Many guests inquire about the care and training of the horses here at Arabian Nights. The owners of Arabian Nights have owned and raised horses for more than two generations, and take great care and pride in the horses used in our show. As the Chief Operations Officer at Arabian Nights, I would like to share some information about our horses.
I have six years experience performing in the show, two years of which I was the acting Barn Manager. I have also ridden and worked with horses for more than twenty-five years encompassing many breed, show and discipline standards. That being said, the fifty horses that call Arabian Nights home are some of the best cared for that I have seen. One of our highest priorities and core business values is: “To ensure that all horses are well cared for and in training that is mutually beneficial for horse and rider.” We take that value very seriously here at Arabian Nights, as our horses are the heart of our performance. Our veterinarian, as well as those of the University of Florida and the ASPCA, laud Arabian Nights for the care of our horses; we can assure you, they are treated with the utmost respect and love.
At Arabian Nights, we feature a variety of riding disciplines, including reining, dressage, driving, and vaulting. Depending on their role in our show, all horses are exercised or turned out to play each day to keep their routine varied. We have a full-time management team, focused entirely on our herd, on property during daytime hours to feed, water, and turn out the horses, as well as administer any medicines the horses may require. We also have staff who cleans the stalls daily and provide water three times per day. In the afternoons, our grooms and performers come in to prepare for the show, by grooming, bathing and exercising the horses. The horses then have a lunch break, where they receive extra hay to give them energy for their nightly show. After this break, the horses are saddled or tacked up for the show. Most horses perform 5 nights each week, for an average of 10-15 minutes total. A few horses actually only perform for 5 minutes each night, such as the reining horses and high school dressage horses, who are only featured in a 3 minute act and the finale of the show.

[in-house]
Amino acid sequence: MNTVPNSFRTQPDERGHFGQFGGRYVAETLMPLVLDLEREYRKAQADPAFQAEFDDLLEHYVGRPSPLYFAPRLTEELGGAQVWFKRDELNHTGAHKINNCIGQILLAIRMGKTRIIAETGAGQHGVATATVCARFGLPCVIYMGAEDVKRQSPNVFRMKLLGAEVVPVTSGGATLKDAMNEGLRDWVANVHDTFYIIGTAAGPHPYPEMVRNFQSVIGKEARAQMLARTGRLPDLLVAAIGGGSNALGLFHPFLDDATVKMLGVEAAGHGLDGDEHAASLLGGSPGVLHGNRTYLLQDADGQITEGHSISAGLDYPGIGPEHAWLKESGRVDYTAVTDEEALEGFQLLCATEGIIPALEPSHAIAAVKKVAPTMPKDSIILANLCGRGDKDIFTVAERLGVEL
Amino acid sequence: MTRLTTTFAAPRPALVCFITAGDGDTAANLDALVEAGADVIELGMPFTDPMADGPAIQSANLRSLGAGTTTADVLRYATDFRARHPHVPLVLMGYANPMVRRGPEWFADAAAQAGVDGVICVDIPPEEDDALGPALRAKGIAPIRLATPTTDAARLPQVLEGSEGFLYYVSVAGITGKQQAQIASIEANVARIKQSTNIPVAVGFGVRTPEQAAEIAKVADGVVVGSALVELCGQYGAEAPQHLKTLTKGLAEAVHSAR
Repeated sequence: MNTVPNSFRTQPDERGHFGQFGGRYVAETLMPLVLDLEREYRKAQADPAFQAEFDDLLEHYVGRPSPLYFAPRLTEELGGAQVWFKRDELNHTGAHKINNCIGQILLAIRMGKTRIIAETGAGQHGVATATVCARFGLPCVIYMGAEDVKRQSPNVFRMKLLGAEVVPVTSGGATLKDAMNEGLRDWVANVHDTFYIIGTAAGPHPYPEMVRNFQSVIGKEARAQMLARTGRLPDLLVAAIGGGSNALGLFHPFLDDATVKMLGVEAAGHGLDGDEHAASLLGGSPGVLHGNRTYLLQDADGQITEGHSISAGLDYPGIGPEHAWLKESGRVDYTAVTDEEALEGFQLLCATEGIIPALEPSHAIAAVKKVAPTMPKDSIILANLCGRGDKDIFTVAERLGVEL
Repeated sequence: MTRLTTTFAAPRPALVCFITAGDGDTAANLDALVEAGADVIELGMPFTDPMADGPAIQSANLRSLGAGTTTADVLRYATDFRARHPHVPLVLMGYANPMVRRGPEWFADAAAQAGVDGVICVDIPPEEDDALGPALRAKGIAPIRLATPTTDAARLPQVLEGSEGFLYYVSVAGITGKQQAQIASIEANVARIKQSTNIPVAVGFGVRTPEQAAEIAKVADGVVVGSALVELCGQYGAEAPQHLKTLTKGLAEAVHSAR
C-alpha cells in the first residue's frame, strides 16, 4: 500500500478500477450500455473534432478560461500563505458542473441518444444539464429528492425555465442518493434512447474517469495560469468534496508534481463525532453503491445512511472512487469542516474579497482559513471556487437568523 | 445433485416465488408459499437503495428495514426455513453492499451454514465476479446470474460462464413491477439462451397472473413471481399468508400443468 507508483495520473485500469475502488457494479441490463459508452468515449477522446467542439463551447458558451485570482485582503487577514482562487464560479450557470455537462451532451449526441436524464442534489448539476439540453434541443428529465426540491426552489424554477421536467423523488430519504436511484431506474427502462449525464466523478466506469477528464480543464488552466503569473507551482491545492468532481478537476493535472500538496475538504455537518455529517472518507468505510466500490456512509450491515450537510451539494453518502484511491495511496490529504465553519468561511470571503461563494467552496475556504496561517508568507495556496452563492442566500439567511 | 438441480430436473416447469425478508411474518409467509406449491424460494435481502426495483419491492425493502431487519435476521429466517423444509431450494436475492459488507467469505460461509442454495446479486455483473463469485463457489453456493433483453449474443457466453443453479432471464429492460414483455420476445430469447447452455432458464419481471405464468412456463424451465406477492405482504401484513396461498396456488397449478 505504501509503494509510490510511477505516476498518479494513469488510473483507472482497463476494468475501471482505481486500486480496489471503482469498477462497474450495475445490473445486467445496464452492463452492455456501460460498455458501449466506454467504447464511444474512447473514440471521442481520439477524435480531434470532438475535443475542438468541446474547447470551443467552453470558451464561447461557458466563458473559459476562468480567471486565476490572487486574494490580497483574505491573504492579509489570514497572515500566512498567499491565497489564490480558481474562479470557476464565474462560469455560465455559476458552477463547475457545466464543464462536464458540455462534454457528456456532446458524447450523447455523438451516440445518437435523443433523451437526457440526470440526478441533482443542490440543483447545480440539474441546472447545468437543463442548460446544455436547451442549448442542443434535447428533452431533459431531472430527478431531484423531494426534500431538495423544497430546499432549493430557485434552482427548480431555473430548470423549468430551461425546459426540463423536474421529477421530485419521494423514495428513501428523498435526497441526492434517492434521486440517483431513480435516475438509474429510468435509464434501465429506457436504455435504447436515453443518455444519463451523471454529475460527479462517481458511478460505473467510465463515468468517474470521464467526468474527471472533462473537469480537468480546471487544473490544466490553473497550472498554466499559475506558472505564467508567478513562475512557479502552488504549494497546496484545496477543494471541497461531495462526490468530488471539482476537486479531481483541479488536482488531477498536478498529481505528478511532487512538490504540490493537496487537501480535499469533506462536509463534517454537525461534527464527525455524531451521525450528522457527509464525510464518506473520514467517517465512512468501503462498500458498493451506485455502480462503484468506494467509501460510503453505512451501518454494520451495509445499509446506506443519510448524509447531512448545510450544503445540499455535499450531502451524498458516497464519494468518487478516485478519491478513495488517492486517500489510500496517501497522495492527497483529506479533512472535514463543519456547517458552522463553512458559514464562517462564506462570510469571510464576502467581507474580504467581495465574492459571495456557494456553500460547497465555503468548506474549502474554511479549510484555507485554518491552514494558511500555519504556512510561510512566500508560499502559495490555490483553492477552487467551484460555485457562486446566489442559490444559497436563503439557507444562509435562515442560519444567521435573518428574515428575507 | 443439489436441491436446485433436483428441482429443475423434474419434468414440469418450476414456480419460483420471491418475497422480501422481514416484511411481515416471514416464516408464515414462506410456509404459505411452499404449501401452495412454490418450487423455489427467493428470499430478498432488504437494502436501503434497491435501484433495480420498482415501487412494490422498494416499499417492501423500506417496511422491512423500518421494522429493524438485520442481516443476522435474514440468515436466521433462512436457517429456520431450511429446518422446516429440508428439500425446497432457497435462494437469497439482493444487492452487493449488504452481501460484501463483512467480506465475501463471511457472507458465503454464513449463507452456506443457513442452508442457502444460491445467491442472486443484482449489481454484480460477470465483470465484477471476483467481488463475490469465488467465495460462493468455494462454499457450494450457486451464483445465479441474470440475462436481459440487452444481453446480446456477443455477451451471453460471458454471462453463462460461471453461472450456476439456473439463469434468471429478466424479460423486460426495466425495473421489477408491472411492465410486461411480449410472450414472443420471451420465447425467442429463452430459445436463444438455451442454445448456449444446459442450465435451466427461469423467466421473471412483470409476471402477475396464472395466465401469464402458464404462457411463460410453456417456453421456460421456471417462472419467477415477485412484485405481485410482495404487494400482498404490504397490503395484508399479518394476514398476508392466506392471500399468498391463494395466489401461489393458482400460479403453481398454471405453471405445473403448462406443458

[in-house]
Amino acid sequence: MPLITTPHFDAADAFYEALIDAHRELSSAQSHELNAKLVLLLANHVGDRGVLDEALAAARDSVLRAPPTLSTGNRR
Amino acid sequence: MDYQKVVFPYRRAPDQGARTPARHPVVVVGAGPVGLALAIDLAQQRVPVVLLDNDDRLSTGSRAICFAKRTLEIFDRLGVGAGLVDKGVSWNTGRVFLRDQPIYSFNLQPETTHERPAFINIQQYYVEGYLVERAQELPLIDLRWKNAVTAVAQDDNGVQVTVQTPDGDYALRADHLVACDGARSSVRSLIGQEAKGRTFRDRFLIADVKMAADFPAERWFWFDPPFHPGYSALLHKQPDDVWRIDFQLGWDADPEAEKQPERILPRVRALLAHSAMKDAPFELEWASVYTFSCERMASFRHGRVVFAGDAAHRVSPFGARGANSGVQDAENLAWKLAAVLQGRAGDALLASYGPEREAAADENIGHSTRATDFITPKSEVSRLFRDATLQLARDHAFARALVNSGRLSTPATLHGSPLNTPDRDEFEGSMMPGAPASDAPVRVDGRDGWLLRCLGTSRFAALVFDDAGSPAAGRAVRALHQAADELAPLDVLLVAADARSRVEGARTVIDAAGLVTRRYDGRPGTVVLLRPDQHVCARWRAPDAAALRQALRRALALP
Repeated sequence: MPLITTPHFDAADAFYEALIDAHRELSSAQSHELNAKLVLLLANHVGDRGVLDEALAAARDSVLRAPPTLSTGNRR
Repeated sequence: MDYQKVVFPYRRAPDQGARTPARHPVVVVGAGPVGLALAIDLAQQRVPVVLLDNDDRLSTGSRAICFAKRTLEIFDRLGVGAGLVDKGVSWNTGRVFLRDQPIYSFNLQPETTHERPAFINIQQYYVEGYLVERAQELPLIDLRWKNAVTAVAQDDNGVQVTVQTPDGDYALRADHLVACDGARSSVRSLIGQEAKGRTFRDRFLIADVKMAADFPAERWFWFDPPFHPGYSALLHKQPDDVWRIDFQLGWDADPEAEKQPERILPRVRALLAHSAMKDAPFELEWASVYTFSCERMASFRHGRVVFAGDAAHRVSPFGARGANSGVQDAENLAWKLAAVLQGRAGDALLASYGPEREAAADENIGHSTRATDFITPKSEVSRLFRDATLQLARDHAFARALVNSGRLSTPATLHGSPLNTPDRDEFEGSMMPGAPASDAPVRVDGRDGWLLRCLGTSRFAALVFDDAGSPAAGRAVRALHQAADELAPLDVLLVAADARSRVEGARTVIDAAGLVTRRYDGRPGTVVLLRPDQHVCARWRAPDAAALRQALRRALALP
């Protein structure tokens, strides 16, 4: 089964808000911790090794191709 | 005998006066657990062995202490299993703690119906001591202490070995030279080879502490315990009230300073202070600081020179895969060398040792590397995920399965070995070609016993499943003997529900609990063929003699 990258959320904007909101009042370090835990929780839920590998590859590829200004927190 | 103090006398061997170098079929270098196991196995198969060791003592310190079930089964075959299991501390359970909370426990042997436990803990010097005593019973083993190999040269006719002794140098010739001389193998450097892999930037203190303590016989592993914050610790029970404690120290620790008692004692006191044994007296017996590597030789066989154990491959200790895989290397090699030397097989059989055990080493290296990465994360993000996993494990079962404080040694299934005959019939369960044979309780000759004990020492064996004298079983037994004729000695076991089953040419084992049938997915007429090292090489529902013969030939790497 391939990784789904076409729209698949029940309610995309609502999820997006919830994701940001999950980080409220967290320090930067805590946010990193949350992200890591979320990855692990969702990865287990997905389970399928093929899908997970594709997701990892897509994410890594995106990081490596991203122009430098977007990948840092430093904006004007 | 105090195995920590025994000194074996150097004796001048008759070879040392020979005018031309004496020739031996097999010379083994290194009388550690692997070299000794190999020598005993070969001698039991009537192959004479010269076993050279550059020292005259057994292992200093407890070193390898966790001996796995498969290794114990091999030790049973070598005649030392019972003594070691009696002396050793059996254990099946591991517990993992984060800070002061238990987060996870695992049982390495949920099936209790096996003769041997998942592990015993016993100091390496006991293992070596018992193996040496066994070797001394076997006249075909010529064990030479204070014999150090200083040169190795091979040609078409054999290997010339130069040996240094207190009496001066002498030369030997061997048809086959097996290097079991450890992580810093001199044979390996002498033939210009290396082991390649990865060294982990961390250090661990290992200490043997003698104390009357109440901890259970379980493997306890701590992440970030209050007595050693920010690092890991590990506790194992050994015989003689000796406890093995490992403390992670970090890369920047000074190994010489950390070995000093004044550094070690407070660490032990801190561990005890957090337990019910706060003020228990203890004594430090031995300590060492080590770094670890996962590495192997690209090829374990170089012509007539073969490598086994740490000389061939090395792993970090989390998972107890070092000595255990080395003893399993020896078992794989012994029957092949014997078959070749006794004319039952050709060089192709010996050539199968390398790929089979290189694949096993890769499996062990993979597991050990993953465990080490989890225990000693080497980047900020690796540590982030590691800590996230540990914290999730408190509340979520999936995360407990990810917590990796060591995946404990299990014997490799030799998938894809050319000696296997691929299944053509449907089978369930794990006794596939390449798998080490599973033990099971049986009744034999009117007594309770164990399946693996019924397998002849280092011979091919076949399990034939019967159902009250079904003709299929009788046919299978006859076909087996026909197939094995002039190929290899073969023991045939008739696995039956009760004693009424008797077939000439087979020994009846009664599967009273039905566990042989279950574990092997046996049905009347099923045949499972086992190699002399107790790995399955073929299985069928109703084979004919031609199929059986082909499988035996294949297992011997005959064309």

In addition to this daily routine, we have a few horses in training at our facility at all times, mostly learning to be core drill horses, who perform at the basic walk, trot and canter in both western and English riding drills. The majority of these horses are Arabians, who were bred at Al-Marah Arabians, in Tucson Arizona. Many of these horses come to us with 30-60 days of basic training. They are paired with a specific member of our core performing staff, who works with the horse to help them adjust to the sound, lights and props (like flags) that we use in our show. This can take anywhere from a few weeks to a few months, depending on the horse. All of this is done with positive reinforcement and the utmost patience. If any horse doesn’t seem suited to the nature of our show, we either send them back to Al-Marah, or they are purchased by one of our staff members, who provide excellent homes. This is also true of horses we retire from the show.